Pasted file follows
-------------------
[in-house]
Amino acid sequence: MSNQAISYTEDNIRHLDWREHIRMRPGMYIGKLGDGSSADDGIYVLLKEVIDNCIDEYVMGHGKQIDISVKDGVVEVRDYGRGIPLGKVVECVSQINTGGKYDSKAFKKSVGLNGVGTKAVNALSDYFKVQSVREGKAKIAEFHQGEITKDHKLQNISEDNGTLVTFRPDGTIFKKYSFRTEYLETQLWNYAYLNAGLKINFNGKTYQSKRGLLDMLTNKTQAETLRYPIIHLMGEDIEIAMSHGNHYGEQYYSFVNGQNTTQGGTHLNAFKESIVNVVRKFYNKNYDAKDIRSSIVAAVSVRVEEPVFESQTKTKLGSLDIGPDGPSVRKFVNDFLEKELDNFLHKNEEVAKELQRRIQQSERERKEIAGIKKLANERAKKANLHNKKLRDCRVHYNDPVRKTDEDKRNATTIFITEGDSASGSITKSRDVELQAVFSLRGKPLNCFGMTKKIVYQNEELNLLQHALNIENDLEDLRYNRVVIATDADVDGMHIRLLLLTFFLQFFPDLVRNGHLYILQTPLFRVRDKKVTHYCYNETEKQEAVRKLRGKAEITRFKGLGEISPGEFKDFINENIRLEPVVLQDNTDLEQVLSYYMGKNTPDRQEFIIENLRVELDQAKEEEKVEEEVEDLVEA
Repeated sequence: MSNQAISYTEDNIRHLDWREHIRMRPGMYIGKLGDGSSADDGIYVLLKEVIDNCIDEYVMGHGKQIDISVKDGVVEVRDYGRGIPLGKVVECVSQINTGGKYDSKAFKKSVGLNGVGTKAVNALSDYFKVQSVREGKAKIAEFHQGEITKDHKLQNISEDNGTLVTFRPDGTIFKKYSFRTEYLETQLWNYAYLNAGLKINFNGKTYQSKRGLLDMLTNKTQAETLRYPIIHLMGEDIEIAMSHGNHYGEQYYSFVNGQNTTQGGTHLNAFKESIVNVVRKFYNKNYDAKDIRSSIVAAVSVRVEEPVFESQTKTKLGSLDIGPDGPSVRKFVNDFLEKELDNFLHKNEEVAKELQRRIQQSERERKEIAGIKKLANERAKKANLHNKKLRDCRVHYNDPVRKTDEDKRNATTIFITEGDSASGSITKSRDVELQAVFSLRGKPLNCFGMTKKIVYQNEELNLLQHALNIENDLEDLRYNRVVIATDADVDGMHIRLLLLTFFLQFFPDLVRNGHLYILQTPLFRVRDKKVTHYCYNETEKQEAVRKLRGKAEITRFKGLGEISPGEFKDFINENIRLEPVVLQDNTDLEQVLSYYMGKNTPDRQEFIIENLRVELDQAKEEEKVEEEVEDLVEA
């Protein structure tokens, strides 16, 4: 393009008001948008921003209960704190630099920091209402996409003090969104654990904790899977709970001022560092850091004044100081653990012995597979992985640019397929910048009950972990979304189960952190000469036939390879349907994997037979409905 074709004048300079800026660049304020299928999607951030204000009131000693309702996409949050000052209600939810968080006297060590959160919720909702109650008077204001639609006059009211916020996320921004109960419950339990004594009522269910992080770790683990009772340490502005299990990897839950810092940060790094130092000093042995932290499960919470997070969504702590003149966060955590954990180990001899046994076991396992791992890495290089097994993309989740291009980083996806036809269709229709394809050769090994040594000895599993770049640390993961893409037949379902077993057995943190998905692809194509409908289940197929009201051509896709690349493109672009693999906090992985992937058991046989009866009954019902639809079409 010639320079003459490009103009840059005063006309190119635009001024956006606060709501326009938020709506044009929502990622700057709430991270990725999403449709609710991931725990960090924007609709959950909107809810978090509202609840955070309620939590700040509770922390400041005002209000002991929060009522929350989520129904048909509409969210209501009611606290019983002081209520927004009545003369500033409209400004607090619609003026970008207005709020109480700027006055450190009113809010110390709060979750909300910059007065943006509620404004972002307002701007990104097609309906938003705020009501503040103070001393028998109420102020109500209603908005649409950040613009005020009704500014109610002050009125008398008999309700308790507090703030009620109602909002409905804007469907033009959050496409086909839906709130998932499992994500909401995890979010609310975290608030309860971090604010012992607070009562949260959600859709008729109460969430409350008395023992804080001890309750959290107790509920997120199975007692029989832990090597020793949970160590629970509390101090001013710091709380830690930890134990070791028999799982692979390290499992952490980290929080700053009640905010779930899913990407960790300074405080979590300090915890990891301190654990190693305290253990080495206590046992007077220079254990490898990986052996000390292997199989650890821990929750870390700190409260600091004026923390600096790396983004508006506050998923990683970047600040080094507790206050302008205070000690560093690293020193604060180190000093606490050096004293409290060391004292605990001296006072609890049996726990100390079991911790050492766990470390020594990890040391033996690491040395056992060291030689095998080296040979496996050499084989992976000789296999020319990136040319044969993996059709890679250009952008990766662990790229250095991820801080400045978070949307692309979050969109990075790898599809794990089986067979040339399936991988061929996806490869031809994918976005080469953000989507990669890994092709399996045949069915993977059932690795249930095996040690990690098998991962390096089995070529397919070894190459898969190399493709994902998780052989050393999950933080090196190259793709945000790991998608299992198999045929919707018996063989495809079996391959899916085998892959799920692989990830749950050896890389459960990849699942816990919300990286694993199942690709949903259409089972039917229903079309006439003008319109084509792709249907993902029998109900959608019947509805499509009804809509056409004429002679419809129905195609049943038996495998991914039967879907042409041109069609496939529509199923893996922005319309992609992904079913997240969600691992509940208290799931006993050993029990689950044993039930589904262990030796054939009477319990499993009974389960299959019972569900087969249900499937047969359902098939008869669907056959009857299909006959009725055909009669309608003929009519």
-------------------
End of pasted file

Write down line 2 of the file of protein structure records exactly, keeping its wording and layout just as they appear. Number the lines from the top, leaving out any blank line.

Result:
Amino acid sequence: MSNQAISYTEDNIRHLDWREHIRMRPGMYIGKLGDGSSADDGIYVLLKEVIDNCIDEYVMGHGKQIDISVKDGVVEVRDYGRGIPLGKVVECVSQINTGGKYDSKAFKKSVGLNGVGTKAVNALSDYFKVQSVREGKAKIAEFHQGEITKDHKLQNISEDNGTLVTFRPDGTIFKKYSFRTEYLETQLWNYAYLNAGLKINFNGKTYQSKRGLLDMLTNKTQAETLRYPIIHLMGEDIEIAMSHGNHYGEQYYSFVNGQNTTQGGTHLNAFKESIVNVVRKFYNKNYDAKDIRSSIVAAVSVRVEEPVFESQTKTKLGSLDIGPDGPSVRKFVNDFLEKELDNFLHKNEEVAKELQRRIQQSERERKEIAGIKKLANERAKKANLHNKKLRDCRVHYNDPVRKTDEDKRNATTIFITEGDSASGSITKSRDVELQAVFSLRGKPLNCFGMTKKIVYQNEELNLLQHALNIENDLEDLRYNRVVIATDADVDGMHIRLLLLTFFLQFFPDLVRNGHLYILQTPLFRVRDKKVTHYCYNETEKQEAVRKLRGKAEITRFKGLGEISPGEFKDFINENIRLEPVVLQDNTDLEQVLSYYMGKNTPDRQEFIIENLRVELDQAKEEEKVEEEVEDLVEA